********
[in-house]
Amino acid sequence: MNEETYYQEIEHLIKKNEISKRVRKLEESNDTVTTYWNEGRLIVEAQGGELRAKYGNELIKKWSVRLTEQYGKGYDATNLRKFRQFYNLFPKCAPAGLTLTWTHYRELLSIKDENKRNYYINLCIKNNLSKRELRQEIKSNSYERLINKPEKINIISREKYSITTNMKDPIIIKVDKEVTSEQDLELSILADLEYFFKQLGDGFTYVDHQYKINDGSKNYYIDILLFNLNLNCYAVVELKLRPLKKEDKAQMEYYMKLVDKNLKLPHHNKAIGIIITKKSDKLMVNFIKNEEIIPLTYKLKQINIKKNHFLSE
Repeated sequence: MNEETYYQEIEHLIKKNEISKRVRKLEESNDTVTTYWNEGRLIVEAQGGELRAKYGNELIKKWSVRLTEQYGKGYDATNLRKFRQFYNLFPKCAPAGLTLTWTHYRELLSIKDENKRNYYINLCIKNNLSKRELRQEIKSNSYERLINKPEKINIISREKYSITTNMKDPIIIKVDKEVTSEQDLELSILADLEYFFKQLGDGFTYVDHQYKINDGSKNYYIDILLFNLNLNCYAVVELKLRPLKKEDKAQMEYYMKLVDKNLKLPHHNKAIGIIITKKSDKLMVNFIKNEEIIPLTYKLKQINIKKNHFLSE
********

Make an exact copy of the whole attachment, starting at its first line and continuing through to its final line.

[in-house]
Amino acid sequence: MNEETYYQEIEHLIKKNEISKRVRKLEESNDTVTTYWNEGRLIVEAQGGELRAKYGNELIKKWSVRLTEQYGKGYDATNLRKFRQFYNLFPKCAPAGLTLTWTHYRELLSIKDENKRNYYINLCIKNNLSKRELRQEIKSNSYERLINKPEKINIISREKYSITTNMKDPIIIKVDKEVTSEQDLELSILADLEYFFKQLGDGFTYVDHQYKINDGSKNYYIDILLFNLNLNCYAVVELKLRPLKKEDKAQMEYYMKLVDKNLKLPHHNKAIGIIITKKSDKLMVNFIKNEEIIPLTYKLKQINIKKNHFLSE
Repeated sequence: MNEETYYQEIEHLIKKNEISKRVRKLEESNDTVTTYWNEGRLIVEAQGGELRAKYGNELIKKWSVRLTEQYGKGYDATNLRKFRQFYNLFPKCAPAGLTLTWTHYRELLSIKDENKRNYYINLCIKNNLSKRELRQEIKSNSYERLINKPEKINIISREKYSITTNMKDPIIIKVDKEVTSEQDLELSILADLEYFFKQLGDGFTYVDHQYKINDGSKNYYIDILLFNLNLNCYAVVELKLRPLKKEDKAQMEYYMKLVDKNLKLPHHNKAIGIIITKKSDKLMVNFIKNEEIIPLTYKLKQINIKKNHFLSE